We are familiar with readers who do not believe, or are not willing to believe, that there is a problem in Joyce Studies. We understand the perspective of readers who remain innocent of this issue or who have never had to deal with sexual harassment, even indirectly. We promise these readers that we are differentiating between natural interpersonal relationships (collegiality, friendship, flirtation, consensual relationships) and the abuse that we are targeting here, which have all happened at Joycean events (misogyny, voyeurism, abuse of power, harassment, assault, rape).

Abuses are born of imbalances of power and environments in which those hierarchies are used to silence and shame victims. When complaints are bravely made, we rarely see action being taken. It might be that procedures are robust and effective, but they are not transparent. Often we only hear the end of the story: the victim leaving the community or making a joke out of their horrific experiences so as not to appear ‘oversensitive’. Those of us who have survived abuse and developed coping strategies might be coded as ‘difficult’, ‘sharp’, ‘unfriendly’. We might be presented to others as ‘not getting’ some fundamental aspect of the community. All of these experiences affect the work of women in the Joyce community in ways we have been afraid to talk about until now.

Those of us with more experience in the community are tired of sending graduate and undergraduate students to conferences or summer schools with a list of unsafe individuals to avoid and/or behaviour of which to be wary or, conversely, tolerant. No one should have to introduce new scholars to the community in this way, and younger scholars should not be obliged to withstand behaviour that would be intolerable in non-academic circumstances and other learning and work environments. No one should be afraid for their physical and emotional safety in these spaces or worry that refusing/reporting unacceptable behaviour will lead to a diminishment of their academic prospects or standing. We can and should do better.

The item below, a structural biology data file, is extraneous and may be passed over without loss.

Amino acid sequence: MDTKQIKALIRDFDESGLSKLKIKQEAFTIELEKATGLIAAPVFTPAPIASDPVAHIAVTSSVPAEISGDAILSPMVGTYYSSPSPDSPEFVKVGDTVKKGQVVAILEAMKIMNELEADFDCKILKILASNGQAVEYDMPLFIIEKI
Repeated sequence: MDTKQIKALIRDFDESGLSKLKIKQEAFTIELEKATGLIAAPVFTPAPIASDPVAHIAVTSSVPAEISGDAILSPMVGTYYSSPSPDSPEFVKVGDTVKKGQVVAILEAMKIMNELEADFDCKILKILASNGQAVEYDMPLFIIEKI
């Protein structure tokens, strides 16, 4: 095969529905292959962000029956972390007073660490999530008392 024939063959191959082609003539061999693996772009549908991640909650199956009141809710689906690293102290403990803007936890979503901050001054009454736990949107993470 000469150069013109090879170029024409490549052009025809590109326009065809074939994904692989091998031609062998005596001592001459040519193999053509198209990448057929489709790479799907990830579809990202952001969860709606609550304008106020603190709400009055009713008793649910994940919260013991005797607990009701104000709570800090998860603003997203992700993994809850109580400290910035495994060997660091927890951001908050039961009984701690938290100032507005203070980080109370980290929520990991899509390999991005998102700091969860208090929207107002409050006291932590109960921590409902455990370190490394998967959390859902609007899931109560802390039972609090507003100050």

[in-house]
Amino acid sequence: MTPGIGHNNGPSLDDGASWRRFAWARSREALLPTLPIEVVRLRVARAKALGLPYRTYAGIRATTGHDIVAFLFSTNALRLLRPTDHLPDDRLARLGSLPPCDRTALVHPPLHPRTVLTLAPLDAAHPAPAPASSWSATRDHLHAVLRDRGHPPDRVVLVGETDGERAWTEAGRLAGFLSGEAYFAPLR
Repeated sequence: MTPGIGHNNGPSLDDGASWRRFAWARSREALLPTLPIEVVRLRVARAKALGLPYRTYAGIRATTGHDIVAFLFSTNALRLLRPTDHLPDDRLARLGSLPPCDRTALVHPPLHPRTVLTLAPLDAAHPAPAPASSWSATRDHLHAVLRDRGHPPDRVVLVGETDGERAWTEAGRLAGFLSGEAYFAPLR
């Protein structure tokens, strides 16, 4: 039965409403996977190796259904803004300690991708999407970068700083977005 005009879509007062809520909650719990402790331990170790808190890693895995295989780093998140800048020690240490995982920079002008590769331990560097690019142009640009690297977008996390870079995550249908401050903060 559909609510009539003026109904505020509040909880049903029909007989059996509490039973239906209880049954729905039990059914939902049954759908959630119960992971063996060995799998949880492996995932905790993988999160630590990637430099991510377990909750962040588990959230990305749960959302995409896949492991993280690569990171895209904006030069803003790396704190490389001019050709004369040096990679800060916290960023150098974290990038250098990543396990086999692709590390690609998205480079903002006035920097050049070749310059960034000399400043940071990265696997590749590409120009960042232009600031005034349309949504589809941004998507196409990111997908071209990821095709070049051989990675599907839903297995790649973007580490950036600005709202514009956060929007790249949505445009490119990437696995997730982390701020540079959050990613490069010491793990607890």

We are pleased that the Board of Trustees of the International James Joyce Foundation and the James Joyce Quarterly have already formulated policies and made them publicly available; likewise, many societies have agreed to make this a priority at their next general meeting. We would also like for other societies, foundations, and publications to address these issues, including, but not limited to, the James Joyce Italian Foundation, the James Joyce Society of Japan, the Korean James Joyce Society, the Spanish James Joyce Society, and the Zurich James Joyce Foundation. We would be happy to work with them to produce a policy that fully acknowledges the problems we are here describing.

Our demands are fair, reasonable, and proportionate:

  • we ask for clear indications that this behaviour is unacceptable; for instance, through official statements from the boards of Joyce societies, foundations, and journals, and/or the inclusion of codes of professional, collegial, and respectful conduct in conference/workshop/summer school materials, membership forms, and websites.
  • we ask for an implementation of a new code of conduct, including a clear explanation of how complaints are to be processed;
  • we ask for multiple clear, confidential channels for the reporting of abuse without fear of retribution, and which recognise and respect the many difficulties in coming forward with an accusation of misconduct. These should include a named harassment or safeguarding officer — either an external Ombudsperson or a particular, impartial member of the Foundation or Society, elected or appointed to this task — to be made available for future conferences, summer schools, fellowships, and symposia;